A couple years later, my dad first asked me if I had ever thought about being a pastor, leading me down a path I hadn’t considered before. As I thought about this possibility, and asked for input from those around me, the idea began to develop roots. Anthony helped bring my thoughts and wonderings to the surface in early 2011 when he asked me if I had ever considered joining the GCI Intern Program. That is when I knew God was answering my prayers and showing me the next steps in my journey with him.”

Carrie’s willingness to move and go where God leads her opened an opportunity for her to intern in Southern California with Mark and Anne Stapleton. “My internship with them began in April 2012, in San Diego. My experience with Cornerstone Community Church and my previous background in education and counseling allowed me to grow and blossom into more of who God made me to be.”

After almost a year in California, a new opportunity arose for Carrie in Kentucky. “I had the opportunity to interview with the pastoral care team in Pikeville in January 2013, though it was more like a divine appointment than an interview. By the end of the weekend, there was no question that I was being called there and so I said tearful goodbyes to my Cornerstone family and moved in March.” It was in Pikeville that Carrie’s status changed from intern to part-time pastoral resident. Nine months later, she interviewed with the Clarksville, Tennessee, pastoral care team for a full-time pastoral resident position. She is now serving in that capacity there, focusing on community outreach.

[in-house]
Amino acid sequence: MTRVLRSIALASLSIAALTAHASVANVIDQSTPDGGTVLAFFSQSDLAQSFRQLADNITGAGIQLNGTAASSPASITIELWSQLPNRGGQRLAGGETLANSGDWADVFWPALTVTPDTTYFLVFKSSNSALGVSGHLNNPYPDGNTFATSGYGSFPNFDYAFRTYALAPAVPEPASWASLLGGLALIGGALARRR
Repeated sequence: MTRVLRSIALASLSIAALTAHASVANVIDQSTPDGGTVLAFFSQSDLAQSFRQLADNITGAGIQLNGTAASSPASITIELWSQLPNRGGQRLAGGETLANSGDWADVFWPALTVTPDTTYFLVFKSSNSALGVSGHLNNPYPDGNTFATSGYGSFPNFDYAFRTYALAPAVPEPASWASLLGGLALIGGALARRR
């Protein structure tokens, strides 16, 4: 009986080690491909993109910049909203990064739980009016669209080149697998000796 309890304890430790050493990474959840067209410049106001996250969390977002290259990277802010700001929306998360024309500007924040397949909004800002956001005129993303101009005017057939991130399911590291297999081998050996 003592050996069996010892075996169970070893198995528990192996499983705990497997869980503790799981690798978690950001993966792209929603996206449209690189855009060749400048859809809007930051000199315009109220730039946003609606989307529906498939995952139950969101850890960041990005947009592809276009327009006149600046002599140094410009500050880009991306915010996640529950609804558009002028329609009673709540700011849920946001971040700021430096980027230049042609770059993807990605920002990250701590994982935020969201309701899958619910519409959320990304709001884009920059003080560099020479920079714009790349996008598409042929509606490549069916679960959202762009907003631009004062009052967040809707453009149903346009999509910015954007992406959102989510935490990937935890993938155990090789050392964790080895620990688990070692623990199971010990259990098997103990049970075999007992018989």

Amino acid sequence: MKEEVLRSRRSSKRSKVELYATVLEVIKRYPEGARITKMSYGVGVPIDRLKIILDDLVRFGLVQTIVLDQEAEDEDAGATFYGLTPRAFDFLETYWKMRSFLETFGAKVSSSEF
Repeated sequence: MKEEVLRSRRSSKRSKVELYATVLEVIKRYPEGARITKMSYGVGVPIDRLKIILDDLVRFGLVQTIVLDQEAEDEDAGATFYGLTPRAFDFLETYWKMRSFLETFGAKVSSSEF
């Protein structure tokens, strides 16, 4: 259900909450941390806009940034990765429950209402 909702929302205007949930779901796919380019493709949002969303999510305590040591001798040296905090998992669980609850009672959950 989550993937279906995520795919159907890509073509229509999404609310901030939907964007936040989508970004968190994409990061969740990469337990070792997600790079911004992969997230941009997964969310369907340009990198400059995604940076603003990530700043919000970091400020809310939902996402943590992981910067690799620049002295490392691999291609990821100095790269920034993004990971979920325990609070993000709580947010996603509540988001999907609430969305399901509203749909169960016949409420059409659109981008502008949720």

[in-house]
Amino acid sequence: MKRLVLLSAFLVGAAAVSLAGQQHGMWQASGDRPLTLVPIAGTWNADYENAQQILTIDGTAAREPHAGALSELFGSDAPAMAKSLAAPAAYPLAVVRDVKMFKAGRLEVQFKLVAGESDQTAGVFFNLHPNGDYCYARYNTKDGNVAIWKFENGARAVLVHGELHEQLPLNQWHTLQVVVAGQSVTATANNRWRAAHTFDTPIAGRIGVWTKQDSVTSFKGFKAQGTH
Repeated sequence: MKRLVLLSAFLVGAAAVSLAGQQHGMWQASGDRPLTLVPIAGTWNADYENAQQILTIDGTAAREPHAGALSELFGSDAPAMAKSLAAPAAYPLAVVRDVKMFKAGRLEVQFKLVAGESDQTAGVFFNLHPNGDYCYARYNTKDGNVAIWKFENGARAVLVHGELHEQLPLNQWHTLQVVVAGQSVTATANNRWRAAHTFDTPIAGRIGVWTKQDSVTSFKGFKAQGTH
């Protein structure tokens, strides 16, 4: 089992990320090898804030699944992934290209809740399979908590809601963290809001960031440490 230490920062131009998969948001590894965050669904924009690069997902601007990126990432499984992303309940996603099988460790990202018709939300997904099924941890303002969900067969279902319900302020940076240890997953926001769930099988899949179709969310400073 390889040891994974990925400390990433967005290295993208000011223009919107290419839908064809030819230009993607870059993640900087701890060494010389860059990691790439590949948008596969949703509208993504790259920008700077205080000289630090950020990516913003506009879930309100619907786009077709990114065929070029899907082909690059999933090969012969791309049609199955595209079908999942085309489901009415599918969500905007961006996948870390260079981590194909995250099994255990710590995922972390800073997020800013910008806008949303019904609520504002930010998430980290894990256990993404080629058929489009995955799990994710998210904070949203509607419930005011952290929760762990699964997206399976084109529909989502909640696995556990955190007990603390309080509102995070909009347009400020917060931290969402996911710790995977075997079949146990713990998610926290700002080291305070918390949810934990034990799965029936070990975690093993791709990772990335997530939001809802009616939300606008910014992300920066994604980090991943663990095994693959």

When asked about the strengths of her intern experience, Carrie said, “I got 2-for-1 and then some in California! Being able to work with both Mark and Anne was fantastic because they were like an open book. They invited me into their home (literally) and got right into looking at how best to help me learn and grow. I ended up living with Cornerstone members George and Marguerite Casey. I was surrounded by a community of people ready and willing to support me, grow with me and encourage me.”

The intern program also had some challenges. “I was far from home. As much as I appreciate technology, there were times when being away from my family was harder than I expected. I went to college, then worked at two colleges about an hour from home, so getting together with family had been easy for many years.” Another challenge was “learning to build meaningful relationships with members in your congregation and the community, even though you know your time is temporary. I realized that even when you wholeheartedly embrace a relationship with someone, time is still a factor in the development of the relationship, and that’s okay.”